TEXTILE RECYCLING The Numbers on Textiles First waste characterization studies in Mass Textiles = 4.9%

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  • FNYSWA 2014 SPRING CONFERENCE

    TEXTILE RECYCLING WORKSHOP

    Brooke Nash MassDEP May 20, 2014

  • Why Textiles?

  • The Numbers on Textiles

     First waste characterization studies in Mass  Textiles = 4.9% of municipal solid waste

    disposed in Massachusetts  230,000 tons per year disposed (based

    on 2010 tonnage)  5.8% of residential waste disposed  3.7% of commercial/institutional waste

    disposed

  • Textiles Summit – September 2011

     Broad cross section of industry  Charities  Salvation Army  Goodwill  St. Vincent

     Graders, brokers  Wiping Cloth Manufacturers  Fiber Converters  State Recycling Organizaton

  • What we learned…

     Textiles category is broad  Bags, belts, hats, shoes, household linens,

    holey socks……  85% of textiles are going to disposal  All but 5% can be reused/recycled  Very forgiving market – the good, the bad

    and the ugly  Life cycle/market segments  Non-profits and for-profits play critical role in

    collection cycle

  • The “Perfect Recyclable”

     Textiles are not:  Hazardous  Bulky or awkward to handle /store  Smelly, attractive to vermin

     Extensive collection infrastructure  Stable market, high demand across

    sectors  Supports local business and non-profits  Triple bottom line

  • The Take-Aways….

     Need to communicate to public on wide range of textiles  Break down misconceptions about what is

    and isn’t acceptable to donate  Consensus reached across all sectors  “We want it all, with FEW exceptions”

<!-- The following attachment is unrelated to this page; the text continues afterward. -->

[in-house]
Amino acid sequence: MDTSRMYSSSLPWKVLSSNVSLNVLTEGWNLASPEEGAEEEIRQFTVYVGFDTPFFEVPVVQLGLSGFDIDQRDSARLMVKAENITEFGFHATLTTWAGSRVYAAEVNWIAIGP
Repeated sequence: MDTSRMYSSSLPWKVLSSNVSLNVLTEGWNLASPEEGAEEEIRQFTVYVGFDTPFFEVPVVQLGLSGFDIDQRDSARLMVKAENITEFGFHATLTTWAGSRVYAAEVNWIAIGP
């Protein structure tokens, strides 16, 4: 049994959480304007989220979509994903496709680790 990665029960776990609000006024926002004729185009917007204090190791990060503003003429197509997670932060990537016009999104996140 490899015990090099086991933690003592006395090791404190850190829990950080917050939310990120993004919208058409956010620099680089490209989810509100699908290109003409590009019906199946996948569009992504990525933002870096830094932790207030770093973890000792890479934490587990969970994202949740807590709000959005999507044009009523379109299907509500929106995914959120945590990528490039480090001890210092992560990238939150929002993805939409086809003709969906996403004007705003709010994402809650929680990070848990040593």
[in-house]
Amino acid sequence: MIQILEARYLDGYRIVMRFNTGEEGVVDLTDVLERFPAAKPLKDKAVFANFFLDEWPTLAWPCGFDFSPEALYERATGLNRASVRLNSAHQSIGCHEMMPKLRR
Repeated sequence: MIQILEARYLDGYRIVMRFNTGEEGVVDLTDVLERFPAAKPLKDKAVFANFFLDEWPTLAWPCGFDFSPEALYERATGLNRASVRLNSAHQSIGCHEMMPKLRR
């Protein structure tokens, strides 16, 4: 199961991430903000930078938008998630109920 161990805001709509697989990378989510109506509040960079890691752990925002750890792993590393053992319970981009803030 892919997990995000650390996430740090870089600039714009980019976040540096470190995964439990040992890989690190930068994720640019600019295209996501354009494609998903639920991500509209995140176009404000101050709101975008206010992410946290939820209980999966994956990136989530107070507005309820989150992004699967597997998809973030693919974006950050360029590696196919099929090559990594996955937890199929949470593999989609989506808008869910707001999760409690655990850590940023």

• Action Items from Summit

     Create statewide outreach initiative (on shoe string budget)  Hold regional workshops for municipal

    recycling coordinators  Issue joint press release (DEP/SMART)  Take message to state/regional recycling

    conferences  Provide outreach tools, templates to

    municipal coordinators

  • Local recycling coordinators are key!

     Held 5 regional meetings  Presented at 2 state conferences  Panel representing all sectors of industry  Big eye opener for everyone  SMART publicized meetings to media  Recycling coordinators energized – ready

    to spread the word  Non-profit, for-profit, municipal partnering

  • SMART Resources

     Template textile event flyer  Videos, PSAs – perfect for public access

    cable  Posters, display materials, handouts for

    community events  Recommendations on transparency policy  School curriculum  Regional coordination - textile collection

    events

  • Cambridge, MA – maps textile donation spots

  • Growing awareness

     Textile collections at DEP offices  Municipal tours at Salvation Army,

    Goodwill  Habitat for Humanity ReStores  Project Repat – Upcycling used t-shirts  News stories in dailys, weeklies, recycling

    columns  Municipal websites, social media  MassDEP Textile Recycling Updates

  • In the news…

  • Schools, Schools, Schools….

     MassDEP’s Green Team  e-newsletter to 400 teachers, administrators  Link to SMART’s curriculum on textiles

     School fundraising opportunity  Environmental education  Partnerships with for profit and non-profit

  • School Textile Recycling

  • Centerville Elementary – Green Team

  • Colleges/Universities

     Huge source of textile waste  College/University Recycling Council  Textile panel – January 2014

     Post Landfill Action Network (PLAN)  Project RePat – upcycling t-shirts  Goodwill – Boston University  Bay State Textiles – Tufts  Community colleges

  • Help for commercial generators

  • MassDEP Textile Web Page

  • Measuring progress

     Charities and for profit recyclers expanding collections:  New permanent donation sites  School partnerships  Dozens of spring and fall events  Curbside collection of textiles?

  • Goodwill Boston

     “The area of greatest impact on us since working with DEP has been connections to municipalities. You have brought us straight to the source….

     “Since 2011 we have opened 4 additional ADCs with plans to have 4 more open by June 2014. This can be directly attributed to the work done by/with DEP and their ability to connect us with municipalities.

    Email from Bill LaBelle – 3/26/13 Director, Retail Operations Morgan Memorial Goodwill Industries

  • More work to be done….

     Populate searchable database (Eco-Point)  Publish more case studies  Grants to support outreach, collection  Hold second “Textiles Summit”?  Gather more data  Survey textile recyclers?  Mass Chapter of Reuse Alliance (SMART

    on steering committee)

  • Questions?

     Brooke Nash  brooke.nash@state.ma.us  617-292-5984